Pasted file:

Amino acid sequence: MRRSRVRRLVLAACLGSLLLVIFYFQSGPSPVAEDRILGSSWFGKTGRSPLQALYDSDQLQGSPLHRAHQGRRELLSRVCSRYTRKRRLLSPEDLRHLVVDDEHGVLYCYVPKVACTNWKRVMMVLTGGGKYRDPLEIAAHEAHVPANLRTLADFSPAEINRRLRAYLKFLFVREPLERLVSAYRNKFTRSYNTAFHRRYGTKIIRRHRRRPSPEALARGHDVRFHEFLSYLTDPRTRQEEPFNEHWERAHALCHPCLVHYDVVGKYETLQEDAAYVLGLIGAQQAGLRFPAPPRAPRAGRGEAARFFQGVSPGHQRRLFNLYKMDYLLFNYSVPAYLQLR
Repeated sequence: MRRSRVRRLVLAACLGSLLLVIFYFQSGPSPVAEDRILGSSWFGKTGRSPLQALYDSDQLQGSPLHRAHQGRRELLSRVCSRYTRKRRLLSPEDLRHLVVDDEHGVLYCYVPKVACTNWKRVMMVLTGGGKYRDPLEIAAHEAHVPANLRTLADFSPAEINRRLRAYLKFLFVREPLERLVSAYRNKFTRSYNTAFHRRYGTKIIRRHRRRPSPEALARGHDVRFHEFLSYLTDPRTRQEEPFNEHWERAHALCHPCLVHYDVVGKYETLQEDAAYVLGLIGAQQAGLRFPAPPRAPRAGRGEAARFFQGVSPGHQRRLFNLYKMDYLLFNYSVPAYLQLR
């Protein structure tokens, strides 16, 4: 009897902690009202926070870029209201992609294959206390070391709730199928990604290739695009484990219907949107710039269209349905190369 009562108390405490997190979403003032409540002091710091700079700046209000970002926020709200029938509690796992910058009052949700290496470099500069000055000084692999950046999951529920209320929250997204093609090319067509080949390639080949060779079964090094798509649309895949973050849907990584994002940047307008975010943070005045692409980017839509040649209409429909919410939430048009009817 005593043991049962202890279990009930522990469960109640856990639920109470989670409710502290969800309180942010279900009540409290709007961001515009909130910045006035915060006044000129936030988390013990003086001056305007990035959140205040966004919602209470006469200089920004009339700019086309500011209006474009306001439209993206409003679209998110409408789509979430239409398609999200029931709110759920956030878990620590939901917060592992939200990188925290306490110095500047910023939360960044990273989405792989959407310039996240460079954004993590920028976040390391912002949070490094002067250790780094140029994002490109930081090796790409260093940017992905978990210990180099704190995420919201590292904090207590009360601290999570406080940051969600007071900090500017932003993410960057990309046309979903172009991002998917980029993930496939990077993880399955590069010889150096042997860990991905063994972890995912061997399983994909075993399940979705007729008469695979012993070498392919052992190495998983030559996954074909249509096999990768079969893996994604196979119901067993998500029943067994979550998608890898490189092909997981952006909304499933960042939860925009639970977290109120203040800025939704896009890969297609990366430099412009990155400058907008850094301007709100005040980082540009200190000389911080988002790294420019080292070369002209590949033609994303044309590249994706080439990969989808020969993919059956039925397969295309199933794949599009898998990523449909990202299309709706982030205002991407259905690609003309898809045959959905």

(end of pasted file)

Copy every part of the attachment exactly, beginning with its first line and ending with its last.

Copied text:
Amino acid sequence: MRRSRVRRLVLAACLGSLLLVIFYFQSGPSPVAEDRILGSSWFGKTGRSPLQALYDSDQLQGSPLHRAHQGRRELLSRVCSRYTRKRRLLSPEDLRHLVVDDEHGVLYCYVPKVACTNWKRVMMVLTGGGKYRDPLEIAAHEAHVPANLRTLADFSPAEINRRLRAYLKFLFVREPLERLVSAYRNKFTRSYNTAFHRRYGTKIIRRHRRRPSPEALARGHDVRFHEFLSYLTDPRTRQEEPFNEHWERAHALCHPCLVHYDVVGKYETLQEDAAYVLGLIGAQQAGLRFPAPPRAPRAGRGEAARFFQGVSPGHQRRLFNLYKMDYLLFNYSVPAYLQLR
Repeated sequence: MRRSRVRRLVLAACLGSLLLVIFYFQSGPSPVAEDRILGSSWFGKTGRSPLQALYDSDQLQGSPLHRAHQGRRELLSRVCSRYTRKRRLLSPEDLRHLVVDDEHGVLYCYVPKVACTNWKRVMMVLTGGGKYRDPLEIAAHEAHVPANLRTLADFSPAEINRRLRAYLKFLFVREPLERLVSAYRNKFTRSYNTAFHRRYGTKIIRRHRRRPSPEALARGHDVRFHEFLSYLTDPRTRQEEPFNEHWERAHALCHPCLVHYDVVGKYETLQEDAAYVLGLIGAQQAGLRFPAPPRAPRAGRGEAARFFQGVSPGHQRRLFNLYKMDYLLFNYSVPAYLQLR
């Protein structure tokens, strides 16, 4: 009897902690009202926070870029209201992609294959206390070391709730199928990604290739695009484990219907949107710039269209349905190369 009562108390405490997190979403003032409540002091710091700079700046209000970002926020709200029938509690796992910058009052949700290496470099500069000055000084692999950046999951529920209320929250997204093609090319067509080949390639080949060779079964090094798509649309895949973050849907990584994002940047307008975010943070005045692409980017839509040649209409429909919410939430048009009817 005593043991049962202890279990009930522990469960109640856990639920109470989670409710502290969800309180942010279900009540409290709007961001515009909130910045006035915060006044000129936030988390013990003086001056305007990035959140205040966004919602209470006469200089920004009339700019086309500011209006474009306001439209993206409003679209998110409408789509979430239409398609999200029931709110759920956030878990620590939901917060592992939200990188925290306490110095500047910023939360960044990273989405792989959407310039996240460079954004993590920028976040390391912002949070490094002067250790780094140029994002490109930081090796790409260093940017992905978990210990180099704190995420919201590292904090207590009360601290999570406080940051969600007071900090500017932003993410960057990309046309979903172009991002998917980029993930496939990077993880399955590069010889150096042997860990991905063994972890995912061997399983994909075993399940979705007729008469695979012993070498392919052992190495998983030559996954074909249509096999990768079969893996994604196979119901067993998500029943067994979550998608890898490189092909997981952006909304499933960042939860925009639970977290109120203040800025939704896009890969297609990366430099412009990155400058907008850094301007709100005040980082540009200190000389911080988002790294420019080292070369002209590949033609994303044309590249994706080439990969989808020969993919059956039925397969295309199933794949599009898998990523449909990202299309709706982030205002991407259905690609003309898809045959959905």